Presentation on theme: "A BOOK REPORT BY COLLIN MORGAN Paddy Clarke Ha Ha Ha."— Presentation transcript:
A BOOK REPORT BY COLLIN MORGAN Paddy Clarke Ha Ha Ha
Recommendation and Personal Connection! First off this novel really hits home as I am also a child who has gone through a divorce. I could definitely relate to the struggles and mishaps that Paddy was going through in this novel. Roddy Doyle, as an Irishmen himself, is a wiz with his diction as he uses the dialect straight from a young Irish boy. The diction adds a fun twist and gives the novel that little extra that helps separate the hundreds of other books written on the same sort of theme. I would recommend this book to anyone who has been (is in) put in the situation of a divorce as it really can give a different view to the situation. I can relate to the situation when Paddy decides to sit in the kitchen, where his parents fight, in order to keep the peace between the two and act as a buffer. When I was growing up my parents always seemed to argue about what was best for my brother and I but it was only when we were outside or not around at all. I never had to fully experience the fighting like my brother did because my parents split when I was quiet young, but they still fight and argue over the two of us still. Divorce is something that only the people who are involved know what is going on and only those affected by it can really understand at times.
Purpose In the novel Paddy Clarke Ha Ha Ha by Roddy Doyle, the reader is whisked into a story of growing up fast and learning to cope with the harsh realities of life. Paddy, the main character 10 years of age, is stuck between being cool and being productive as a person. He is torn between bullying to impress Kevin, the boy he seems to need recognition from, and focusing more on his family. Sinbad, Paddy’s younger brother, is a useful character in that the reader can watch the transformation of Paddy by watching how he treats young Sinbad.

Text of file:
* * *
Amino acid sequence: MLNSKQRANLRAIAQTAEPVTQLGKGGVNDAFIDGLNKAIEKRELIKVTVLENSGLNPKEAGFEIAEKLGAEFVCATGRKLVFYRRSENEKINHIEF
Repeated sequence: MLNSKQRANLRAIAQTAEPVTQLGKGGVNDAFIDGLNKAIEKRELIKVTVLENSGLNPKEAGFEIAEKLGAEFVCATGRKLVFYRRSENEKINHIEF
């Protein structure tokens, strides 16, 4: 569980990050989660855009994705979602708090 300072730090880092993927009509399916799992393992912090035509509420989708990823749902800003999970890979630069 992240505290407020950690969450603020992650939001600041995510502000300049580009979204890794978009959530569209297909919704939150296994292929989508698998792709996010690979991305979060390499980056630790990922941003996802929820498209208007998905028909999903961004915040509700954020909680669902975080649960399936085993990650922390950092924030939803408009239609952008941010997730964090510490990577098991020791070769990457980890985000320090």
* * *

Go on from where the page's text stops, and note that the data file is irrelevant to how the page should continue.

Quote 4 "If she wasn't sick, if she was just up in the bed, I'd have to know why she hadn't got up. I didn't want to know. I couldn't go up there. I didn't want to know. It would be back to normal when we came home from school later.“(213)
Quote 5 “You’re the man of the house now, Patrick… Paddy Clarke, Has no da. Ha ha ha!”(281) This is the final quote and sums up the transformation of Paddy throughout the novel. He doesn’t pay anymore head to the rifts of the young boys and knows that he can survive without them. He is putting himself above the bullying and become a more mature young boy.
Works Cited Doyle, Roddy. Paddy Clarke Ha Ha Ha. New York: Penguin Books USA Inc., 1995.